Second, the New Silk Road must be designed and delivered to mobilize the major new sources of green finance now emerging in the world.

As China's domestic needs mount and its formidable foreign exchange reserves shrink, it cannot afford to finance the News Silk Road by itself at the scale and speed it and its partners want.

New Chinese-centered regional development banks can help, notably the New Development Bank (NDB) and the Asian Infrastructure Investment Bank (AIIB). But they are just getting started, have modest financial resources, many conflicting claims on them, and little hope of raising more money from a declining Russia, Brazil and South Africa and a Europe with Greece, Portugal and Italian banks to bail out. Both new development banks lack participation from the first and third largest economies in the world, the United States and Japan.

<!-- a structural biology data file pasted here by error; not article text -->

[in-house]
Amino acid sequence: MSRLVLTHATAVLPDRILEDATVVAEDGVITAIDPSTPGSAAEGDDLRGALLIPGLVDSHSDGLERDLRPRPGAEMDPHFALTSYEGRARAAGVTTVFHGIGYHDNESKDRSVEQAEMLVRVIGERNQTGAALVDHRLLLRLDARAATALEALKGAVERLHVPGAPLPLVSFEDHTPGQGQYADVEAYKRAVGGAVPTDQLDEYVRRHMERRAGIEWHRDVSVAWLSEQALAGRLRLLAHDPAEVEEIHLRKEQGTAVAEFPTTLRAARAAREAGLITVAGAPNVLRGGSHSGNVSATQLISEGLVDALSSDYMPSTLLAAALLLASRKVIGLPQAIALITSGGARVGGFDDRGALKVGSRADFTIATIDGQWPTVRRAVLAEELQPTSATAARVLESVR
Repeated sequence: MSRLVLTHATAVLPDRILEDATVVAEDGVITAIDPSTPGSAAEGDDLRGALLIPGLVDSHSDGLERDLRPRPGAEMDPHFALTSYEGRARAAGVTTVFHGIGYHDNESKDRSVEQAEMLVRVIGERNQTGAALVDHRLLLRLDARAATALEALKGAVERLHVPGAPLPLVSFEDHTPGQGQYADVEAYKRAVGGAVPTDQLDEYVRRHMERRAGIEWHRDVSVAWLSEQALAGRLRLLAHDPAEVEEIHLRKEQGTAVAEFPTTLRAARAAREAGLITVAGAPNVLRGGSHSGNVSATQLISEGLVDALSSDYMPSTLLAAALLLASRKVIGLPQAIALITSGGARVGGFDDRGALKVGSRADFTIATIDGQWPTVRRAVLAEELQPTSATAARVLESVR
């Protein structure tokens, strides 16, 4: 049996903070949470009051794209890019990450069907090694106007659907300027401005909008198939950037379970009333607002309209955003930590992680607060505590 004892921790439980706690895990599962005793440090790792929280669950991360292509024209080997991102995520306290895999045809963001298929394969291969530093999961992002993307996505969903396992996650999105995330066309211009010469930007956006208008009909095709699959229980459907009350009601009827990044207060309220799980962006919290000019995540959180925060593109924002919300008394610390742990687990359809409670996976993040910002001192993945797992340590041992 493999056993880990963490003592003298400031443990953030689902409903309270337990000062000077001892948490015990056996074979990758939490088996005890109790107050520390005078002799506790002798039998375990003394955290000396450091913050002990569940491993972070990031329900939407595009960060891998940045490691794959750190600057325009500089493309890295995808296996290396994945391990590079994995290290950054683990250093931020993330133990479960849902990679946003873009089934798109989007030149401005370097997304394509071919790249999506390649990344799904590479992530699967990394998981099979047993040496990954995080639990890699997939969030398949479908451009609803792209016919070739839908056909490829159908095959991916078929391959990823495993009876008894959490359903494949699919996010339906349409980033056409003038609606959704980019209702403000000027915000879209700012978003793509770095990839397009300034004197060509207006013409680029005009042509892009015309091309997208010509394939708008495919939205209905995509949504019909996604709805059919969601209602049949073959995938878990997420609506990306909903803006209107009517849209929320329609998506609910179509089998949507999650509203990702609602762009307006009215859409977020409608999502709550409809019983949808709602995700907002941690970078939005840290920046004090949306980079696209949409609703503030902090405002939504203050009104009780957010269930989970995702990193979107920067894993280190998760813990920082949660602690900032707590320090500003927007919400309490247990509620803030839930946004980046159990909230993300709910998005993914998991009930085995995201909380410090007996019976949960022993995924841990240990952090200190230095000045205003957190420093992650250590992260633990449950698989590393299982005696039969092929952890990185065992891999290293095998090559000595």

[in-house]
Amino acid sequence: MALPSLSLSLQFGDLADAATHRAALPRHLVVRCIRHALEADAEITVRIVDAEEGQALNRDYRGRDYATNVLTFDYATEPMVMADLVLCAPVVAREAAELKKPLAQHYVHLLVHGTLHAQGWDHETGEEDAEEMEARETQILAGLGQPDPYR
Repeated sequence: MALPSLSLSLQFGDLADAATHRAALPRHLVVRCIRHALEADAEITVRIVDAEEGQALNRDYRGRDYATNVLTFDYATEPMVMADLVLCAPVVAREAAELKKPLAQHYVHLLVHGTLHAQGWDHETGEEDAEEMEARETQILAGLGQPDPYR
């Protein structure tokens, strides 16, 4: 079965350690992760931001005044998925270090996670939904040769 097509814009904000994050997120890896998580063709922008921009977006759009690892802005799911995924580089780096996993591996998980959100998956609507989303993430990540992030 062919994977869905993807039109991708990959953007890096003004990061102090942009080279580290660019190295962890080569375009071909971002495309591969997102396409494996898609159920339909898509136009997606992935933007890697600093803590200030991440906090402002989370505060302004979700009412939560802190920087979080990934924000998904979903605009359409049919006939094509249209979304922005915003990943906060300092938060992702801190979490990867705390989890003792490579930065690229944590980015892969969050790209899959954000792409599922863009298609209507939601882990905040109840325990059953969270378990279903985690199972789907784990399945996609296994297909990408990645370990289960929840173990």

The old development banks can help but are not big enough to do much. The Islamic Development Bank will be sympathetic to projects than meet the needs of its religious confrères on the Road, but has many demands from bigger Muslim states elsewhere. The Asian Development Bank can help, and has just partnered with the AIIB. But it has long been devoted to sustainable development and will demand high standards for the environment, labour, and good governance before its money can flow.